As CDP, our mission has always been to be part of a thriving economy that works for people and planet in the long term.
In our work, we have been focused not only on the environmental dimension of sustainability but also on its social dimension. We dream of a tomorrow where the net zero carbon goal and an economy that uses natural resources more efficiently is achieved. But more importantly, we dream of a future where all the people benefit from these healthier conditions of environment.
It is possible to see that clearly by looking at the questionnaire of CDP Cities Program. We request the municipalities to measure and disclose how the vulnerable groups have been affected from environmental risks. Because we know that environmental issues including climate crisis do not affect all the people equally and environmental risks and social injustices always intersect.
For instance, according to the Guardian, the disproportionate impact of COVID-19 on people from ethnic minorities in the UK is a result of the high air pollution levels of the areas they live. Ethnic minorities in the UK are known to generally experience higher levels of air pollution, and there is growing evidence around the world linking exposure to dirty air to increased coronavirus infections and deaths. Winston Morgan, a toxicologist and clinical biochemist at the University of East London, said: “The fact that we can map death rates from Covid-19 on to almost all other negative societal outcomes is all the evidence we need to know the main problem is with structural racism.”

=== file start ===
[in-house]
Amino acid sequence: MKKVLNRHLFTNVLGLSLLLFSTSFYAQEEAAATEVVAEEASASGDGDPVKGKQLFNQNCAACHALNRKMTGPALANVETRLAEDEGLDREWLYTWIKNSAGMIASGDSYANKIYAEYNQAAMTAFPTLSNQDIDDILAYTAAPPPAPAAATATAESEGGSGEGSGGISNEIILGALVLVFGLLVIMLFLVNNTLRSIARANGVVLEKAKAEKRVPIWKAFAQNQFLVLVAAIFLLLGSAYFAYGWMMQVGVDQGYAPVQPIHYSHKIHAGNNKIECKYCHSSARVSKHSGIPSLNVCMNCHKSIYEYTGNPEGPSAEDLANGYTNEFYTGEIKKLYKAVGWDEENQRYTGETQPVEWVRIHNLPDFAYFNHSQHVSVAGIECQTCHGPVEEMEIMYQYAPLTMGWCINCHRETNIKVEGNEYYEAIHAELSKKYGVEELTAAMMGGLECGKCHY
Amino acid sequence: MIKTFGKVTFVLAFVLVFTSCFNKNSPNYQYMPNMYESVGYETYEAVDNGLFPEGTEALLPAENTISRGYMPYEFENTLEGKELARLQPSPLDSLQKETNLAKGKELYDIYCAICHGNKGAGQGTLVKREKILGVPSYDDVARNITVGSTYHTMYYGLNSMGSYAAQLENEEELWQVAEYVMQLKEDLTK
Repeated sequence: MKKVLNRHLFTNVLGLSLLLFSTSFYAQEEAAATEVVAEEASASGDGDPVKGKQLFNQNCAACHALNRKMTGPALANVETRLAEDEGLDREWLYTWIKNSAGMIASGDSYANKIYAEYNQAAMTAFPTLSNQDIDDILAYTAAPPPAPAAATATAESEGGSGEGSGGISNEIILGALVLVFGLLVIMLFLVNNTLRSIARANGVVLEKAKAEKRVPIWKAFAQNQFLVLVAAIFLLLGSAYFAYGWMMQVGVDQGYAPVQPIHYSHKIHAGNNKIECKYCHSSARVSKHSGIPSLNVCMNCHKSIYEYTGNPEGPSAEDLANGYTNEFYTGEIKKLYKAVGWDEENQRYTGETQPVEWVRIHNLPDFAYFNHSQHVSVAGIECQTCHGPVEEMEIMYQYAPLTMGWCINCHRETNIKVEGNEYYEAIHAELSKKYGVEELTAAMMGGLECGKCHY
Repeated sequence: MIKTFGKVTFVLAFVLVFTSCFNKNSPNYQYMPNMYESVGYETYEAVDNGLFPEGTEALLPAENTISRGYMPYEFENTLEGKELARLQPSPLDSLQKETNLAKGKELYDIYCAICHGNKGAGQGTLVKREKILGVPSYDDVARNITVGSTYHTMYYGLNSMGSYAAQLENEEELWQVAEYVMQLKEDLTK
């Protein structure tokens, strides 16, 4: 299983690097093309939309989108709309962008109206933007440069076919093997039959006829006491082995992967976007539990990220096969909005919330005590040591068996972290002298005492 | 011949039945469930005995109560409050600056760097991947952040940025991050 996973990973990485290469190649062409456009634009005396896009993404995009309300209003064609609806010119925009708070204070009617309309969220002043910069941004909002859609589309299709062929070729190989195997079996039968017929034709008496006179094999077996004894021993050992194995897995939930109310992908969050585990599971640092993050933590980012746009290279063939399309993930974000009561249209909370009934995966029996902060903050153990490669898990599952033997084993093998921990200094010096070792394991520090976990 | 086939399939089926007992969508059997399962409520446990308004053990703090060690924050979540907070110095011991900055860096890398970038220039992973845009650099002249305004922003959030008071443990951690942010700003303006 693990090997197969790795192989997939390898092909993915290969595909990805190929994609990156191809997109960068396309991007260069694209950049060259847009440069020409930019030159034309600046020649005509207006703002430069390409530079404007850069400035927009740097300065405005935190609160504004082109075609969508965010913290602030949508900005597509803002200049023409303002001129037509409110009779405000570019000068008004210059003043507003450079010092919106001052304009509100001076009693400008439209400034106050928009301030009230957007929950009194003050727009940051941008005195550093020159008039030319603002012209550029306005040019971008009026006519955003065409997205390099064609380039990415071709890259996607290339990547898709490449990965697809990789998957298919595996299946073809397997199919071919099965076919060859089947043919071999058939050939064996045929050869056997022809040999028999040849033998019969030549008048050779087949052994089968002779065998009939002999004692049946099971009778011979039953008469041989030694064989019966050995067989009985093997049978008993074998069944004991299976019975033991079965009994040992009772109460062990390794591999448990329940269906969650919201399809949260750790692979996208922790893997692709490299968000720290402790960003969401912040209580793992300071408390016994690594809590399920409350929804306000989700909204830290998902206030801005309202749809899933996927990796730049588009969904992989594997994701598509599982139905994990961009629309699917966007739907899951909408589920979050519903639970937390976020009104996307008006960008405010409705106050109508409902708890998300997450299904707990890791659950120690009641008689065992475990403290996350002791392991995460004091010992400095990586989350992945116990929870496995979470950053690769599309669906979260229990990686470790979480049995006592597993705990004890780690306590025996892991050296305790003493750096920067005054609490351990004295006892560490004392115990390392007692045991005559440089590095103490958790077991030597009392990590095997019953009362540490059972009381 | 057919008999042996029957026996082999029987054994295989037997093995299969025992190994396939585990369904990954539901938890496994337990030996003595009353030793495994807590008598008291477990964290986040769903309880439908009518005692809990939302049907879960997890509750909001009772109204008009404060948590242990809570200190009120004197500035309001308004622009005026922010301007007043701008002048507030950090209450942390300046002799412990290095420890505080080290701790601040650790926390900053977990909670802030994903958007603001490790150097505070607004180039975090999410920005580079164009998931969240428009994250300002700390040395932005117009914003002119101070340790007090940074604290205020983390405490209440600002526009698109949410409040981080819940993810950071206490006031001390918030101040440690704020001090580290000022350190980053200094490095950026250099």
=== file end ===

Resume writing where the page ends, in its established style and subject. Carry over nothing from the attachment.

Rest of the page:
Similarly, around the USA deteriorating municipal water infrastructure has a devastating effect, particularly on African American women and children. Bottle-fed infants, who consume mostly formula mixed with tap water, can ingest high levels of lead. As a result, African American children are three times more likely than white children to have elevated blood lead levels.
Recently, we witnessed how environmental risks and social injustices intersect in Turkey during the COVID-19 outbreak. People with low income who could not pay their water bills faced a greater risk during the COVID-19 outbreak. However, some municipalities have quickly developed solutions (Bill on the Hook Campaign etc.) that will guarantee everyone's access to water to combat the COVID-19 crisis. This showed us once again the importance of local authorities for eliminating environmental issues and providing community health. As CDP, we are delighted to collaborate with municipalities on providing better conditions for the community.
Finally, we at CDP stand with Black Lives Matter, and we mourn with the families of George Floyd, Breonna Taylor, Ahmaud Arbery and far too many other victims of a system that has failed Black communities for much too long.